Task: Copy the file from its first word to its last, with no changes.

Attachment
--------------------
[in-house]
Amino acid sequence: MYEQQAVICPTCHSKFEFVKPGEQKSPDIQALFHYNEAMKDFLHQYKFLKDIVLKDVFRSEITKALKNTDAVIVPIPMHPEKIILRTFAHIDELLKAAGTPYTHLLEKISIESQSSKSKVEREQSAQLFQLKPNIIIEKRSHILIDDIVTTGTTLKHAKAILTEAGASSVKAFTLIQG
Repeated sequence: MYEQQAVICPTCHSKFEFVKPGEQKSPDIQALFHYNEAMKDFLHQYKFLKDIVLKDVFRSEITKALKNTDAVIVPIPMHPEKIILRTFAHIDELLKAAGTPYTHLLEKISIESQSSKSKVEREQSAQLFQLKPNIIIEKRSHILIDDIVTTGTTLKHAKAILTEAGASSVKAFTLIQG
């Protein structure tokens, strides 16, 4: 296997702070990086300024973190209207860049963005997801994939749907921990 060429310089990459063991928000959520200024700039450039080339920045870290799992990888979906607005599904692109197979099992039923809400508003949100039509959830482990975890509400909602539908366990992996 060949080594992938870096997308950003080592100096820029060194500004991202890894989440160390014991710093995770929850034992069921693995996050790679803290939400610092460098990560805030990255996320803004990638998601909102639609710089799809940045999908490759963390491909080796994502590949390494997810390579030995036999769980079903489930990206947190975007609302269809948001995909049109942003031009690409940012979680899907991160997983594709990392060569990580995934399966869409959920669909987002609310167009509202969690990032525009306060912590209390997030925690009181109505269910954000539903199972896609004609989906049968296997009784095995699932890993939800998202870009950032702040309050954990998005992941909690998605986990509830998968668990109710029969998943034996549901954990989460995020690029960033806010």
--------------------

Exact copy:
[in-house]
Amino acid sequence: MYEQQAVICPTCHSKFEFVKPGEQKSPDIQALFHYNEAMKDFLHQYKFLKDIVLKDVFRSEITKALKNTDAVIVPIPMHPEKIILRTFAHIDELLKAAGTPYTHLLEKISIESQSSKSKVEREQSAQLFQLKPNIIIEKRSHILIDDIVTTGTTLKHAKAILTEAGASSVKAFTLIQG
Repeated sequence: MYEQQAVICPTCHSKFEFVKPGEQKSPDIQALFHYNEAMKDFLHQYKFLKDIVLKDVFRSEITKALKNTDAVIVPIPMHPEKIILRTFAHIDELLKAAGTPYTHLLEKISIESQSSKSKVEREQSAQLFQLKPNIIIEKRSHILIDDIVTTGTTLKHAKAILTEAGASSVKAFTLIQG
């Protein structure tokens, strides 16, 4: 296997702070990086300024973190209207860049963005997801994939749907921990 060429310089990459063991928000959520200024700039450039080339920045870290799992990888979906607005599904692109197979099992039923809400508003949100039509959830482990975890509400909602539908366990992996 060949080594992938870096997308950003080592100096820029060194500004991202890894989440160390014991710093995770929850034992069921693995996050790679803290939400610092460098990560805030990255996320803004990638998601909102639609710089799809940045999908490759963390491909080796994502590949390494997810390579030995036999769980079903489930990206947190975007609302269809948001995909049109942003031009690409940012979680899907991160997983594709990392060569990580995934399966869409959920669909987002609310167009509202969690990032525009306060912590209390997030925690009181109505269910954000539903199972896609004609989906049968296997009784095995699932890993939800998202870009950032702040309050954990998005992941909690998605986990509830998968668990109710029969998943034996549901954990989460995020690029960033806010």